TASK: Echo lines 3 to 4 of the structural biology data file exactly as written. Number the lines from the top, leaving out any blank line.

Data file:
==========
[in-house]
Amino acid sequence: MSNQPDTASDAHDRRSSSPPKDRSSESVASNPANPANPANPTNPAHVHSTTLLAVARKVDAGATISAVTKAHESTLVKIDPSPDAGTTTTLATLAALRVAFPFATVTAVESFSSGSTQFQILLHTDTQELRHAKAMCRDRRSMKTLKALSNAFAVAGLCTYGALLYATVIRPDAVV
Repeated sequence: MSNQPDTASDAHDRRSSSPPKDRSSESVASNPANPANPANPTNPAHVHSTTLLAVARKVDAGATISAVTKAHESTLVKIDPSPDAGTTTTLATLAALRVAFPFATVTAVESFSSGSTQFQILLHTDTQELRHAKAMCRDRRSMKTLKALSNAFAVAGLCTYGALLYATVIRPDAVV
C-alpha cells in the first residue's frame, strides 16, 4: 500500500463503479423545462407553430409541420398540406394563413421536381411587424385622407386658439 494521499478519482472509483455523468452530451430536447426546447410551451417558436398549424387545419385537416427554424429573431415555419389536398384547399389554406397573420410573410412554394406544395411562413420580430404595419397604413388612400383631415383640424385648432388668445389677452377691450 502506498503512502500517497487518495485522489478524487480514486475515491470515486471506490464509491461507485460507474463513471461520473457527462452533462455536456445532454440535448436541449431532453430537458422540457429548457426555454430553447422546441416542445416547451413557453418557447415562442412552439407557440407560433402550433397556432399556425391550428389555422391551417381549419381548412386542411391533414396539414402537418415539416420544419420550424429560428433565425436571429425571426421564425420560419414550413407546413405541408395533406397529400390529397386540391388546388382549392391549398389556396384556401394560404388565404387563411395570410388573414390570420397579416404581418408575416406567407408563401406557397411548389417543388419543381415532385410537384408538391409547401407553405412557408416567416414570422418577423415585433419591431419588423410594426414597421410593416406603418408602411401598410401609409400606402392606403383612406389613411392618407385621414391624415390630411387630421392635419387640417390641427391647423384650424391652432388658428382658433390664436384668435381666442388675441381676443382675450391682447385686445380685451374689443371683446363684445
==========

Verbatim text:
Repeated sequence: MSNQPDTASDAHDRRSSSPPKDRSSESVASNPANPANPANPTNPAHVHSTTLLAVARKVDAGATISAVTKAHESTLVKIDPSPDAGTTTTLATLAALRVAFPFATVTAVESFSSGSTQFQILLHTDTQELRHAKAMCRDRRSMKTLKALSNAFAVAGLCTYGALLYATVIRPDAVV
C-alpha cells in the first residue's frame, strides 16, 4: 500500500463503479423545462407553430409541420398540406394563413421536381411587424385622407386658439 494521499478519482472509483455523468452530451430536447426546447410551451417558436398549424387545419385537416427554424429573431415555419389536398384547399389554406397573420410573410412554394406544395411562413420580430404595419397604413388612400383631415383640424385648432388668445389677452377691450 502506498503512502500517497487518495485522489478524487480514486475515491470515486471506490464509491461507485460507474463513471461520473457527462452533462455536456445532454440535448436541449431532453430537458422540457429548457426555454430553447422546441416542445416547451413557453418557447415562442412552439407557440407560433402550433397556432399556425391550428389555422391551417381549419381548412386542411391533414396539414402537418415539416420544419420550424429560428433565425436571429425571426421564425420560419414550413407546413405541408395533406397529400390529397386540391388546388382549392391549398389556396384556401394560404388565404387563411395570410388573414390570420397579416404581418408575416406567407408563401406557397411548389417543388419543381415532385410537384408538391409547401407553405412557408416567416414570422418577423415585433419591431419588423410594426414597421410593416406603418408602411401598410401609409400606402392606403383612406389613411392618407385621414391624415390630411387630421392635419387640417390641427391647423384650424391652432388658428382658433390664436384668435381666442388675441381676443382675450391682447385686445380685451374689443371683446363684445